• If you feel pulled to always have an intense workout, remind yourself that health comes in many forms and a wide variety of activities can contribute to your overall health.
How do you know if you have a healthy relationship to exercise?
  • Instead of blocking out hours of time on your calendar for mandatory workouts, try alternating shorter and longer days of movement, and try to cap things at 45 mins to an hour (less is totally fine!).  Before scheduling a workout, make sure that you’ll be able to get an adequate amount of sleep – that means 7-9 hours! – the night before.
  • You could also try writing down priorities and favorite activities so that you have a list of things that take precedence over a workout if they come up as a conflict.  Maybe you’ll write down dinner with friends, an outing with family, or a chance to see a one time event. If one of those happens at the same time as your workout, you’d cancel the workout!
  • Try getting clear on where exercise stands in terms of things that are important to you and bring you happiness. The way you choose to move should bring you joy, but it should also be balanced with other parts of your life that bring you joy.

For me, I know that exercise makes me feel good and energizes me.  I truly enjoy it and love having it as part of my routine.  That being said, I have no problem sleeping in when I had a late night and skipping my planned run or gym day.  It’s all about finding the balance between resting, but not taking too much time off (for me!) since I do get energy and enjoyment from movement.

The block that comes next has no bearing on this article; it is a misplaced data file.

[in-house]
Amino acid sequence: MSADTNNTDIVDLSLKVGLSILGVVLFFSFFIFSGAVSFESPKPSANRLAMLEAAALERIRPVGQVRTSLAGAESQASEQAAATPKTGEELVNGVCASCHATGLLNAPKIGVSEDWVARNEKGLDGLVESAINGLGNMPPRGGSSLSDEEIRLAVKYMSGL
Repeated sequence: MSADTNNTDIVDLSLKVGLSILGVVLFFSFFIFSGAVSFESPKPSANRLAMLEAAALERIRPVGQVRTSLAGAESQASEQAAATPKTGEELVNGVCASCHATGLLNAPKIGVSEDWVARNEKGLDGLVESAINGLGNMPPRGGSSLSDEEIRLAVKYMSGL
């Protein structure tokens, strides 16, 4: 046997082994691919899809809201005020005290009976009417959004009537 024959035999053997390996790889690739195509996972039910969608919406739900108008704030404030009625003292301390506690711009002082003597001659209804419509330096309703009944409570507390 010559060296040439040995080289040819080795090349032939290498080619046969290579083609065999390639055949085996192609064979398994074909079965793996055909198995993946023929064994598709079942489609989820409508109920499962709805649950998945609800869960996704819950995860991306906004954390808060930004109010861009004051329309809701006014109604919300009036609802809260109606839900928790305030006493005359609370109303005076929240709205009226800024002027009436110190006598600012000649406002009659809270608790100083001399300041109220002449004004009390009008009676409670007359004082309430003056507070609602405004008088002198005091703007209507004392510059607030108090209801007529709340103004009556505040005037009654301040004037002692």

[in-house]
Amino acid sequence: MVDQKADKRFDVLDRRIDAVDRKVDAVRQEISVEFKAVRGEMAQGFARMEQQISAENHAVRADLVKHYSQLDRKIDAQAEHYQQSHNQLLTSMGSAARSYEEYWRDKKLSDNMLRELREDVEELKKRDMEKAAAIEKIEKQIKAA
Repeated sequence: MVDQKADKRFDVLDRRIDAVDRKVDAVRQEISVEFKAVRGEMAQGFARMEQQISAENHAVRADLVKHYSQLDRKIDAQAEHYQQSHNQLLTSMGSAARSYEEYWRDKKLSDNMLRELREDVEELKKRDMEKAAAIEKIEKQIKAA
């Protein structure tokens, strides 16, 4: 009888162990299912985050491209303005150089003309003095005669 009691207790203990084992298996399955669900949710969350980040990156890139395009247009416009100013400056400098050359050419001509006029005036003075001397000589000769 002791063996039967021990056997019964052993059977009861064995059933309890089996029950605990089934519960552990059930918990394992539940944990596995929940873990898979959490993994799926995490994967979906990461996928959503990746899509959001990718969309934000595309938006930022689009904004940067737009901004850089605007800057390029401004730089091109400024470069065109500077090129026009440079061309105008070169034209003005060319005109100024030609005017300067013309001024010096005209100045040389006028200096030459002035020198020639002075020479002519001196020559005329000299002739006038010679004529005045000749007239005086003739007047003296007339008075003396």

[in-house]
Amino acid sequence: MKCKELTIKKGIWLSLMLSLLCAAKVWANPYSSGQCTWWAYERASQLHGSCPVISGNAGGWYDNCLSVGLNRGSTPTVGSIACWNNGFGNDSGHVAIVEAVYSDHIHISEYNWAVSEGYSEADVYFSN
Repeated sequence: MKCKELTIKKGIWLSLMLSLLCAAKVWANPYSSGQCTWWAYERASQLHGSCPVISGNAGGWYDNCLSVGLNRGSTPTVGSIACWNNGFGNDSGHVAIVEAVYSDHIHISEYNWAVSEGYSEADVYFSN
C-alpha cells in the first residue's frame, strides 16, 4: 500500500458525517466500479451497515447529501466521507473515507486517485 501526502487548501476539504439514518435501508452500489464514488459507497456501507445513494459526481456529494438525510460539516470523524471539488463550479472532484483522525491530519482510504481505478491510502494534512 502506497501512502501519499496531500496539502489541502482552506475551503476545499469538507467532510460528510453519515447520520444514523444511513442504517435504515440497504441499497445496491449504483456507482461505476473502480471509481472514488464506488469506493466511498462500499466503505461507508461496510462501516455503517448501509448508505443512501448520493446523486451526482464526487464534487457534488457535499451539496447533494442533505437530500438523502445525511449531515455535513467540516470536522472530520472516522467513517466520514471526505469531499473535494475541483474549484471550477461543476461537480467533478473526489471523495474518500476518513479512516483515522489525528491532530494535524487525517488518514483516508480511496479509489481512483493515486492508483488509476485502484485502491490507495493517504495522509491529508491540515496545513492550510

Positive health habits are important to incorporate into your life, but taking certain habits too far might end up taking away from your health.  When exercising, try thinking about whether or not you enjoy your chosen activity, how you feel after your workout, and what your motive is. Aim for joy and for exercising to achieve that feeling rather than a certain look.  It is possible to cultivate a positive relationship with exercise, it just takes introspection and time.

Michelle is a soon-to-be dietitian currently working in the field of eating disorder treatment.  She is a recent MPH grad from UNC Chapel Hill and will sit for the RD exam in 2019.  Michelle did her last internship rotation in residential ED treatment and enjoyed working with that population.  No matter what the first RD job is, she’s passionate about intuitive eating and hopes to help people recover from eating disorders in her career!

Comments

  1. Jodi Robinson

    Great points and so timely! Even as a dietitian, we need to be mindful of these tips personally!

  2. Great points. What’s ok for one person may be way too much for another. I learned that the hard way.

  3. Great tips! Just like how you can go overboard with a diet or eating plan, it can be easy to go overboard with exercise too. It’s great information to help us understand the balance and rest our bodies need. Thanks for sharing!

  4. These are great tips! It’s good to know when to re-evaluate and check-in with motives, intentions, goals, etc.

  5. Great post! It can certainly be a fine line!

  6. Excellent comparison. So many people will benefit from this!

  7. Rest Days are SOOOOOO important! When I taught kickboxing, I can’t tell you how many people would drag themselves to class injured and tell themselves they needed to “push through it” in order to stay on top of their fitness goals. Promoting the importance of rest days and self care are equally as important as fitness.

  8. With the uptick in gym memberships sold around this time of year, this post is so timely and a great reminder that more and doing exercise you don’t enjoy isn’t necessarily a good thing!